Bassist from The Dog Apollo Goes at it Alone: Chad Villarroel Releases Carmen EP

Chad Villarroel, Carmen, The Dog Apollo

Chad Villarroel is channeling his inner chaos into a new solo effort that reflects his personal journey through the fire. After a self-imposed hiatus, Villaroel will launch his new passion project, Carmen, with an EP of songs called “Pause/Again,” that he says represent his cyclical journey. The single Novacaine drops July 5th and will be available on all streaming services including Spotify, Apple Music, and Google Play. The EP will be out July 19th.

“I think there are elements of loss and elements of, certainly, love, and a small aspect of redemption, as well. The tracks really come from a place of heartbreak and longing and desperation. But it’s not really specific to one situation. Most of the tracks really come from hurt, but part of it is you’re better than feeling that way. There’s hurt, but there’s also self-awareness.”

After five years as bassist with The Dog Apollo, Villaroel was struggling to reconcile with his work life, band life and a crumbling personal life. Unwilling to impede the progress of his bandmates, he stepped away from the project. It also coincided with the end of a long-term relationship that left him reeling. 

“The album we had written and produced was ready to be released, and they were ready to start touring. I just knew career-wise that wasn’t something that was feasible for me. I didn’t want to leave them hanging, so I kind of bowed out in enough time for them to find somebody else to play bass and just take a break. I was a little burned out, so I definitely needed the break.”

“Pause/Again” represents the trajectory, from burning out and breaking up to playing the first few notes alone in his bedroom to the musical catharsis that followed. The record was produced with Josh Cobb at Rockbot Studios in Riverside. It took over a year for him to write and produce the five tracks. 

“That’s a long time to do five tracks. Obviously, there was a lot of other ideas and content that didn’t get flushed out. I didn’t know if I could recreate it. I didn’t know if I could do it again. So, I just kept exploring, and I ended being able to formulate a lot of different ideas that materialized on the EP. It’s definitely a testament to the cyclical nature of how those experiences are through your life,” notes Villaroel. 

“It’s this constant cycle of maybe happiness, then complacency and heartbreak, desperation. Not just with relationships but with anything in life. That’s just kind of how it goes. You find yourself in one area of the cycle, and it just continues. That’s really where the title for the EP came from.”

When Villarroel was struggling to cope with the end of his relationship, he discovered music was a powerful way to process that frustration. Navigating a painful breakup is an experience everyone can relate to.

“I found that I’m really inspired when things are kind of chaotic in my world. That’s where I find my inspiration, and music has always been an outlet for me in that way. Music was my way of expressing myself, but it was very private. I didn’t want to do anything with it. I really started to take songwriting more seriously. When I was in A Dog Apollo, I wasn’t really the content creator, so I didn’t have the experience or the interest or drive to compose anything other than the bass parts I contributed. But I found myself starting to formulate ideas and melodies, and it came out of the need to say something,” muses Villaroel.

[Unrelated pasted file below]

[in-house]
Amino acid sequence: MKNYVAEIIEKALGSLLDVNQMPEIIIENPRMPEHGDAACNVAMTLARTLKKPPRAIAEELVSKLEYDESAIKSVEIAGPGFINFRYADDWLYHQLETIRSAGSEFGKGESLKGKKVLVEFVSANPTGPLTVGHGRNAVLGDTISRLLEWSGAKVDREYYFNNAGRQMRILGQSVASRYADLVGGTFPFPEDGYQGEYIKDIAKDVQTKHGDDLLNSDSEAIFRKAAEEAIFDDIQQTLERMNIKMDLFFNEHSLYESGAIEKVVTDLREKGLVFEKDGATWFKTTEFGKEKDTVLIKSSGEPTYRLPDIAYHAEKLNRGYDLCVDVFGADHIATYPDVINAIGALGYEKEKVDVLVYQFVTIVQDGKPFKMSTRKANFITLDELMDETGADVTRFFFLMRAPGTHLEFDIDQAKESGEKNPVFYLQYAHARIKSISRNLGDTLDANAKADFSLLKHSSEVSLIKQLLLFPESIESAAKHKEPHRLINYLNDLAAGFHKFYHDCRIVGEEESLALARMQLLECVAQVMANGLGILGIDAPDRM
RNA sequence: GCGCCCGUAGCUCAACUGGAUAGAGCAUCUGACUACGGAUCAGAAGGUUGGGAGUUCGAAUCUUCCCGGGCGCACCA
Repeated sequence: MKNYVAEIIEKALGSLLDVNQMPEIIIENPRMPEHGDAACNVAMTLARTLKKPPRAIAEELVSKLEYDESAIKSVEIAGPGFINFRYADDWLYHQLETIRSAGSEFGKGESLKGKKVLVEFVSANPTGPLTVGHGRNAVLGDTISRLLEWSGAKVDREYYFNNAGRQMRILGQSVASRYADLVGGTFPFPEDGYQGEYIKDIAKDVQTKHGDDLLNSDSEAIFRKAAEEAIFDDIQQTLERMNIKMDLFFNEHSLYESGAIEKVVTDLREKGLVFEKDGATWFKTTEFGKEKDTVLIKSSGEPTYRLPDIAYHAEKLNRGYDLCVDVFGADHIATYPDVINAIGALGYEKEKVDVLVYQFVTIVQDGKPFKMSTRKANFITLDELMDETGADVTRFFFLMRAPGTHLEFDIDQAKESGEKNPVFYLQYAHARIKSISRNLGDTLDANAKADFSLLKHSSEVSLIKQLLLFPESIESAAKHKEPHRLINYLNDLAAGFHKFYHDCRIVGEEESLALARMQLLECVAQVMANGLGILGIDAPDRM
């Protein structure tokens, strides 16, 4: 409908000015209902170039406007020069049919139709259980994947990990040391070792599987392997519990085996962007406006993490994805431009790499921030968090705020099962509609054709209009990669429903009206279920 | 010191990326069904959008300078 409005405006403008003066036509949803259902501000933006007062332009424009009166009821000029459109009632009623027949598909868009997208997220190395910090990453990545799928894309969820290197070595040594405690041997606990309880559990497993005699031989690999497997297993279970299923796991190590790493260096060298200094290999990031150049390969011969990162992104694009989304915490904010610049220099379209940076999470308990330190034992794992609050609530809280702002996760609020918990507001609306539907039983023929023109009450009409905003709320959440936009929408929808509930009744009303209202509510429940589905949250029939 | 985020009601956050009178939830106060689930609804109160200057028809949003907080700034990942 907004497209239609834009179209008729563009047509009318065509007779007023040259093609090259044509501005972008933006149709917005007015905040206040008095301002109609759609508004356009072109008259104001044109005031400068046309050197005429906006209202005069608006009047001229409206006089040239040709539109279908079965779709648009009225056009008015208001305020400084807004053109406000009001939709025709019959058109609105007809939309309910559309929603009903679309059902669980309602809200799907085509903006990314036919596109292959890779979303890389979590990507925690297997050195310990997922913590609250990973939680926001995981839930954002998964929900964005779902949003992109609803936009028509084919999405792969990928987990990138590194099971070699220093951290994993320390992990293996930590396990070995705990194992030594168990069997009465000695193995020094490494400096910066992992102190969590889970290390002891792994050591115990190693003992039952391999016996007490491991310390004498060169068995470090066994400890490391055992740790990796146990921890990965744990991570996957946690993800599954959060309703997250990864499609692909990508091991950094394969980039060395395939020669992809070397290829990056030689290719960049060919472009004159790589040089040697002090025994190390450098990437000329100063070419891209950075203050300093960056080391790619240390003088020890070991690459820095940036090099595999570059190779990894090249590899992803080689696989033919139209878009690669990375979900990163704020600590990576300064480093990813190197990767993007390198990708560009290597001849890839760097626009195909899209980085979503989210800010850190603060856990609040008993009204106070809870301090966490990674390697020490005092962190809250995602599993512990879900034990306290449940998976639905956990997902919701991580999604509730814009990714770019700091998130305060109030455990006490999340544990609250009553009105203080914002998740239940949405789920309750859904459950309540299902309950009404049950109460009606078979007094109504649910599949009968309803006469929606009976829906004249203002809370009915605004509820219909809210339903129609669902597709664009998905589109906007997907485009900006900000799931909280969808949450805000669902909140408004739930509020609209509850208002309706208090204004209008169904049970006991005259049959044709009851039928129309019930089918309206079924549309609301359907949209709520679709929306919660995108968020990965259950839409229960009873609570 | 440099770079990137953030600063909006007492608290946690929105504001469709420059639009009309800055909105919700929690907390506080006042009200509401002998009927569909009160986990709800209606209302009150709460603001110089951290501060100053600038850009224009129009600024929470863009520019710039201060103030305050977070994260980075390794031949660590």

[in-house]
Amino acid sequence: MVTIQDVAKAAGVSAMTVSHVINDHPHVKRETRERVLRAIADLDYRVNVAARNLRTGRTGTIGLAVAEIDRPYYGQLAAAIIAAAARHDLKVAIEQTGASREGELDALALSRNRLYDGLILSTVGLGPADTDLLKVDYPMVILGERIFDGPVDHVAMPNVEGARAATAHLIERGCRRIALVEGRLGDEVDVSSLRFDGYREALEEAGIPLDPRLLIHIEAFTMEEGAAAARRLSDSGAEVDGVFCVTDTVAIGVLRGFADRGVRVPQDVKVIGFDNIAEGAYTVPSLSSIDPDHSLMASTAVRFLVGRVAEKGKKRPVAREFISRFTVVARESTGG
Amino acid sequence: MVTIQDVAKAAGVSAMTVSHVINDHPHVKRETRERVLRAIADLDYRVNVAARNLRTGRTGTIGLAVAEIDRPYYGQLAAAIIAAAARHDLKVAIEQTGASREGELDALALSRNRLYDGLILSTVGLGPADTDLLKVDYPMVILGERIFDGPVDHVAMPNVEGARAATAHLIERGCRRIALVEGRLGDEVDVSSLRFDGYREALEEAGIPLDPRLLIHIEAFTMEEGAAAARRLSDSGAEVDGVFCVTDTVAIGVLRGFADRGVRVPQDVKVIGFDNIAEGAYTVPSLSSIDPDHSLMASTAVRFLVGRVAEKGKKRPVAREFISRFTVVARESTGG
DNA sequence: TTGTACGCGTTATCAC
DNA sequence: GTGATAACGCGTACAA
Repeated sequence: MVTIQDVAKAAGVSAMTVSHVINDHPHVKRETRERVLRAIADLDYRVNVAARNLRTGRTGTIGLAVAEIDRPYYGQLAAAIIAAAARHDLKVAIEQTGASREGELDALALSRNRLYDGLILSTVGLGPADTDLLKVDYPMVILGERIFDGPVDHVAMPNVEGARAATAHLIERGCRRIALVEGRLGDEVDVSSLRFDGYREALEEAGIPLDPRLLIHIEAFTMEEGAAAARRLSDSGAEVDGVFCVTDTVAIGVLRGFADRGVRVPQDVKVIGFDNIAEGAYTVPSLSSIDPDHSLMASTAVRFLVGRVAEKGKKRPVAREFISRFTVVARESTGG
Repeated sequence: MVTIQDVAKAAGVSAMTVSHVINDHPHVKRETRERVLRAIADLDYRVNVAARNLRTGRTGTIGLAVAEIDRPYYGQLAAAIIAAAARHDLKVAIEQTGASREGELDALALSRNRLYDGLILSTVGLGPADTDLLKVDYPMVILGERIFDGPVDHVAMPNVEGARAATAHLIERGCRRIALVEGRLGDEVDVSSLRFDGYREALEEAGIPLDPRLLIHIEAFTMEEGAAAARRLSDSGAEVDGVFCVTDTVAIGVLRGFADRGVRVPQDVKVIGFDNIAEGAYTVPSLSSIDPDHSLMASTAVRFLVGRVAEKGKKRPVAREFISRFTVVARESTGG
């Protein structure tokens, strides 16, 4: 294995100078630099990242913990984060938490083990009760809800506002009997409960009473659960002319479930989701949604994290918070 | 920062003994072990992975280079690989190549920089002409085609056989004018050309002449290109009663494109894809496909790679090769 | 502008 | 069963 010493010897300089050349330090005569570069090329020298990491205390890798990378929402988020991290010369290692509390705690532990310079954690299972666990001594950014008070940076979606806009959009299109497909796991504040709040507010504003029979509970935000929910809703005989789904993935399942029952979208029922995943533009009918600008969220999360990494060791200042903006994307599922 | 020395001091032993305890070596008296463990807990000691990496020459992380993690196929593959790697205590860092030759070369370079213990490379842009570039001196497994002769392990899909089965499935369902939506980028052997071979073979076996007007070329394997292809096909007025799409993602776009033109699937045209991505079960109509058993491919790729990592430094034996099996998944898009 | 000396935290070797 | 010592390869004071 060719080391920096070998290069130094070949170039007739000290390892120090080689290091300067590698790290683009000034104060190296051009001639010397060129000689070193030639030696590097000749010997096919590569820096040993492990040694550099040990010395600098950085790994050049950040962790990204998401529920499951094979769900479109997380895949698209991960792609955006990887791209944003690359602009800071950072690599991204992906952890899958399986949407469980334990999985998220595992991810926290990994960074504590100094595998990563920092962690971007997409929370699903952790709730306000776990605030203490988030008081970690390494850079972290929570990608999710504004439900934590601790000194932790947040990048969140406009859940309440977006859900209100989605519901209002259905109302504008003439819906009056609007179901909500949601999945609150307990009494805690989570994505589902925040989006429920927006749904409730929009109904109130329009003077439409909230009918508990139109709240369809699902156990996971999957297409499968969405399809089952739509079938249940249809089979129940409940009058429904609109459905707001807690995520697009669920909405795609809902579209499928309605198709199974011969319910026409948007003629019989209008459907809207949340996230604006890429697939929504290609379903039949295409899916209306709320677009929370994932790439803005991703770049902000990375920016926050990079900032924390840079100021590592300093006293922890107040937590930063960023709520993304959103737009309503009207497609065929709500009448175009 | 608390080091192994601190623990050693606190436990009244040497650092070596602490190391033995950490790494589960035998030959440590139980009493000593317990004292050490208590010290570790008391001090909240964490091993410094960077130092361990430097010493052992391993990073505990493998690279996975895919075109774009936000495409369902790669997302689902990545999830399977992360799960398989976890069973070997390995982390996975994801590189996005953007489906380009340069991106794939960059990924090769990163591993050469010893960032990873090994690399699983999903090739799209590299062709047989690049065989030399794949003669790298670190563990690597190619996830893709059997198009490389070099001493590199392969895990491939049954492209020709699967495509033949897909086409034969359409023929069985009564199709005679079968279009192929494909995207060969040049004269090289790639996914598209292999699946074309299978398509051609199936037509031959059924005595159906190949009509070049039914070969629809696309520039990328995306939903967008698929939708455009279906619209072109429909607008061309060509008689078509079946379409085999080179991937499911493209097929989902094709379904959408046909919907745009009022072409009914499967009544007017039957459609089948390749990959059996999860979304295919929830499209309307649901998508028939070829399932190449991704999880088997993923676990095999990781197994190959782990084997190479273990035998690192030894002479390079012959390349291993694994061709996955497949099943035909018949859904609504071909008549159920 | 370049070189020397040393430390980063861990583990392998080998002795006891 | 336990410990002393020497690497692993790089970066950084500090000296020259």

“Creatively, this experience opened a new door for me. I think that those opportunities are only found when you are desperate for something. I don’t think that creative output can really come from a place of being satisfied. I think for me, creativity comes from disarray and sadness. Those are the things I find I can put into something creative.”

Chad Villarroel, Carmen, The Dog Apollo
Chad Villarroel

Now that he’s made it through the darkness, he’s ready to steer his music into the light. He is looking forward to performing live once he assembles enough players to fill in the parts he recorded himself. 

“The challenging part is that it’s just me. I wrote and played everything on the EP with the exception of the drums. It’s been challenging to find people who are committed enough to play, but to also look at this as a casual thing, because that’s kind of how I look at it. This is something that has to exist for me. It has to be created, so it’s been a challenge just to find people to play with. I’m hoping in the next three or four months I can actually put together a live show with players and get out there and do it, because I think that is the component that is missing from this.”

A new project is already taking shape. He’s written three or four tracks that he hopes to include on his sophomore release, but he knows he will be forced to reopen old wounds to capture the same intensity the second time around.

“I feel like half the content that’s on the EP I was living, and half is already coming out of it and recalling those feelings. Part of me is almost intimidated to tackle another set of songs, whether it be just a single or an EP or a full-length album, because I know I’m going to have to put myself back in that place again,” he says. “I’m not really into the happy stuff. It doesn’t do anything for me, and the scars certainly still exist.”

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